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Neil Sprenkle

Department: Molecular Pathology & Immunology

Faculty Mentor: Heather Pua, M.D., Ph.D.

Dissertation DescriptionDetermine how miRNAs  regulate immune cell metabolism to control effector responses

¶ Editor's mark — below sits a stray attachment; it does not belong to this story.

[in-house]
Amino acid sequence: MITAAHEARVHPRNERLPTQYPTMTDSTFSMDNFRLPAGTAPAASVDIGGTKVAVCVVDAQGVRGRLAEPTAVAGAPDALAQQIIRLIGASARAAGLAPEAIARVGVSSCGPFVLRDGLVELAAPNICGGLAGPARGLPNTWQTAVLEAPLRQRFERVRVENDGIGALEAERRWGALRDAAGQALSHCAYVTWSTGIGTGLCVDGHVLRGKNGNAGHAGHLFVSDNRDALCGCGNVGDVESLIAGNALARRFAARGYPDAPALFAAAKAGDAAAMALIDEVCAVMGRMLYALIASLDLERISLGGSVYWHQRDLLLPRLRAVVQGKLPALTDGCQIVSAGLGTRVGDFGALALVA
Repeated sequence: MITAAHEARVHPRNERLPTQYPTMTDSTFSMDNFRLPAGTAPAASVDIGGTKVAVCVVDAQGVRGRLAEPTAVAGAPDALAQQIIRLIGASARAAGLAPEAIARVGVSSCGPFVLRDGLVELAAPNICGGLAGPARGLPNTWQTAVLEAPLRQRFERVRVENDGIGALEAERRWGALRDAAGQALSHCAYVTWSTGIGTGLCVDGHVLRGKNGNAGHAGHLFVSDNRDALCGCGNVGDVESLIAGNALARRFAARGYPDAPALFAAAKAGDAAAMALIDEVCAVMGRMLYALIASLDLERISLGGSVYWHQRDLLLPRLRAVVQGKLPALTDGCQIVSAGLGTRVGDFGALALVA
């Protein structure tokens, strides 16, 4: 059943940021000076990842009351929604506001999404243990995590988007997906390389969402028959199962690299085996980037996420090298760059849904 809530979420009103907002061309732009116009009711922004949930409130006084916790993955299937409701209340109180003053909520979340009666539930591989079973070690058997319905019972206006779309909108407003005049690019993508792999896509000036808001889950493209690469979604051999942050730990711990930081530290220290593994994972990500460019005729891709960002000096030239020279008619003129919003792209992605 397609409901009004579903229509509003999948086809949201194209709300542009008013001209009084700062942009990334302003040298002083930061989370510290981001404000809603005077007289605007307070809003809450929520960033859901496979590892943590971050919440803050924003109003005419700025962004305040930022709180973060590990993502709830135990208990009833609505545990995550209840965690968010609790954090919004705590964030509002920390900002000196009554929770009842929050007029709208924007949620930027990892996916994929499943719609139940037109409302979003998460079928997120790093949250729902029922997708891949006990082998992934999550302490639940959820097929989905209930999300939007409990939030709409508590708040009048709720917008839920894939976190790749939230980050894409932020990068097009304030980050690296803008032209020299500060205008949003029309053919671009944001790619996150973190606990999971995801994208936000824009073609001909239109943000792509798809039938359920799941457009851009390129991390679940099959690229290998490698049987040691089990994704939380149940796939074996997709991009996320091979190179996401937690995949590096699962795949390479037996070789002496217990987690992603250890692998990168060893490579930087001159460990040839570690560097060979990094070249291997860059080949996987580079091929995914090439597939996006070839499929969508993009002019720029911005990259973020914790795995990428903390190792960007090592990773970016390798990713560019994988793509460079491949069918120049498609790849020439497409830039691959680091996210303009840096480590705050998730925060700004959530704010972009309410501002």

Functional non-coding RNAs called microRNAs (miRNAs) represent a central regulator contributing to the gene expression networks that support immune cell function and survival following antigenic challenges. Our preliminary findings indicate that individual miRNAs from the miR-23a-27a-24-2 and miR-23b-27b-24-1 clusters restrain T helper 2 effector cytokine production by influencing multiple processes, including ones involved in regulating cell metabolism. Based on these observations, we have developed a thesis project focused on how the aforementioned clusters orchestrate cell metabolism to limit effector immune cell activity. Because modulating metabolic pathways has been shown to profoundly impact immune cell differentiation and function, establishing how specific miRNAs regulate core metabolism would exploit unappreciated vulnerabilities that could be targeted in diseases associated with a defective immune system.